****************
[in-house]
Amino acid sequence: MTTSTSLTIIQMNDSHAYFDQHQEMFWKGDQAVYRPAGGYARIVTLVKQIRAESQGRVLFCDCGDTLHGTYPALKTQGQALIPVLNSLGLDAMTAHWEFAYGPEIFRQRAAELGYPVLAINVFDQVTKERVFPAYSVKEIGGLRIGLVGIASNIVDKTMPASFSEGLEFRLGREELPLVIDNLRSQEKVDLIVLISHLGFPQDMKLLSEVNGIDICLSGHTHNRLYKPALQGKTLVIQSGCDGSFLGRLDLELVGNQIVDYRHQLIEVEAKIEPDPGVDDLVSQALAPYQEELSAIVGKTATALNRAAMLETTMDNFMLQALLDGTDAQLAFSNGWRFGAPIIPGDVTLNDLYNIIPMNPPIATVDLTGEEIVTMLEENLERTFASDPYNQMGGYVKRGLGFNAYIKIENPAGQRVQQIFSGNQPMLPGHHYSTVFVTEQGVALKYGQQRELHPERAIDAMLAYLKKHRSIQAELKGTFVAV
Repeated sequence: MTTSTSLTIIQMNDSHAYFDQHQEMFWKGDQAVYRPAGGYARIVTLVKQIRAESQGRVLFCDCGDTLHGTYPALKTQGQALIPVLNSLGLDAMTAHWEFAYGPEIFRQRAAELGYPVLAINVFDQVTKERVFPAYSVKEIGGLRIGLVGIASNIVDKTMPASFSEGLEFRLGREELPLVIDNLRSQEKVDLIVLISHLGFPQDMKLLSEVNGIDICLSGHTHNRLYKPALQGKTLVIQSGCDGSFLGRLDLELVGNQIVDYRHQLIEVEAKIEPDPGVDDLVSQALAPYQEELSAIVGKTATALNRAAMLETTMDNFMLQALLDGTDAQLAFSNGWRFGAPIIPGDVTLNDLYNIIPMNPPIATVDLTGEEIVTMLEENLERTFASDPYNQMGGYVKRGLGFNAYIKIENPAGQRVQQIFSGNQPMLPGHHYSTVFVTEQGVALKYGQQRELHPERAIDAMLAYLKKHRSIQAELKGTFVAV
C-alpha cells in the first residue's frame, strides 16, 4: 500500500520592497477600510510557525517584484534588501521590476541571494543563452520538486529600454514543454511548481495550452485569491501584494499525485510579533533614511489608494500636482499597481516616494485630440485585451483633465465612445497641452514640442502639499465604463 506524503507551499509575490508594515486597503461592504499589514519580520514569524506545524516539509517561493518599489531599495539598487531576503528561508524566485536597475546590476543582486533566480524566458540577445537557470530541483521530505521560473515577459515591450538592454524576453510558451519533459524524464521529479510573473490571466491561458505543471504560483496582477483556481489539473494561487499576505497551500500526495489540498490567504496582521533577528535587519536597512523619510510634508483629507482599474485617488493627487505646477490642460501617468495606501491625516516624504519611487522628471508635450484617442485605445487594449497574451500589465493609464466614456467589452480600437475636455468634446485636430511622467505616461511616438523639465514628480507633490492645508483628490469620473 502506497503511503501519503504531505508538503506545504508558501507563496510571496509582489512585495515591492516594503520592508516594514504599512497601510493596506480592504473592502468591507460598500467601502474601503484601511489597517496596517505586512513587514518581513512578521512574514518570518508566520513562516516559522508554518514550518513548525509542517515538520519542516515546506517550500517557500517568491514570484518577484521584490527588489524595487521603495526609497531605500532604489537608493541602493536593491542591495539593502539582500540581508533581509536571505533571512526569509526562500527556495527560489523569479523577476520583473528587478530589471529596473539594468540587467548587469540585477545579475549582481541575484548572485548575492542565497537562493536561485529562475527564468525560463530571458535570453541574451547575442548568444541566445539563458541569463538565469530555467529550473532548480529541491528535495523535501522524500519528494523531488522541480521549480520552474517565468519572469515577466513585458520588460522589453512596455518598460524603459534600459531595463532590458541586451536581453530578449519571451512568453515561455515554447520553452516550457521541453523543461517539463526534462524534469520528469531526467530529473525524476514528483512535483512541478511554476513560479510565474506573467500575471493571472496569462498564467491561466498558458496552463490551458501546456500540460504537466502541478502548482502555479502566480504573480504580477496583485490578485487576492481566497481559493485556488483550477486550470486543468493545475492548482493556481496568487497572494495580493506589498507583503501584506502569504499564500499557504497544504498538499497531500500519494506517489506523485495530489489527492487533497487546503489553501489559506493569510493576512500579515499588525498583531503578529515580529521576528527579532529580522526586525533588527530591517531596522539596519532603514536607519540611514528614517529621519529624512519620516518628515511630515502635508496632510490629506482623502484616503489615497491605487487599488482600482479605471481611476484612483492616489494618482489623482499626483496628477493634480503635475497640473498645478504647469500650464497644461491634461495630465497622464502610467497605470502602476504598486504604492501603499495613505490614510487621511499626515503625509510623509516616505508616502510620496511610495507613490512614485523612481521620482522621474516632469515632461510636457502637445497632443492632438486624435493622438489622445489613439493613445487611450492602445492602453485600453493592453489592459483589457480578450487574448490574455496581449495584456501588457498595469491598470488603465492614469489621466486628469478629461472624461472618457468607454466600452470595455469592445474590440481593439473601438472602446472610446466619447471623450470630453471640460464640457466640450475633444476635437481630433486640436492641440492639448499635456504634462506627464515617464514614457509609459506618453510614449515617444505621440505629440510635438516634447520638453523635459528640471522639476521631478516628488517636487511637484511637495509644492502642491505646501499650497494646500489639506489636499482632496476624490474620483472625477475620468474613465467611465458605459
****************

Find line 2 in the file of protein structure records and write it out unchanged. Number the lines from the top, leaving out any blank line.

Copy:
Amino acid sequence: MTTSTSLTIIQMNDSHAYFDQHQEMFWKGDQAVYRPAGGYARIVTLVKQIRAESQGRVLFCDCGDTLHGTYPALKTQGQALIPVLNSLGLDAMTAHWEFAYGPEIFRQRAAELGYPVLAINVFDQVTKERVFPAYSVKEIGGLRIGLVGIASNIVDKTMPASFSEGLEFRLGREELPLVIDNLRSQEKVDLIVLISHLGFPQDMKLLSEVNGIDICLSGHTHNRLYKPALQGKTLVIQSGCDGSFLGRLDLELVGNQIVDYRHQLIEVEAKIEPDPGVDDLVSQALAPYQEELSAIVGKTATALNRAAMLETTMDNFMLQALLDGTDAQLAFSNGWRFGAPIIPGDVTLNDLYNIIPMNPPIATVDLTGEEIVTMLEENLERTFASDPYNQMGGYVKRGLGFNAYIKIENPAGQRVQQIFSGNQPMLPGHHYSTVFVTEQGVALKYGQQRELHPERAIDAMLAYLKKHRSIQAELKGTFVAV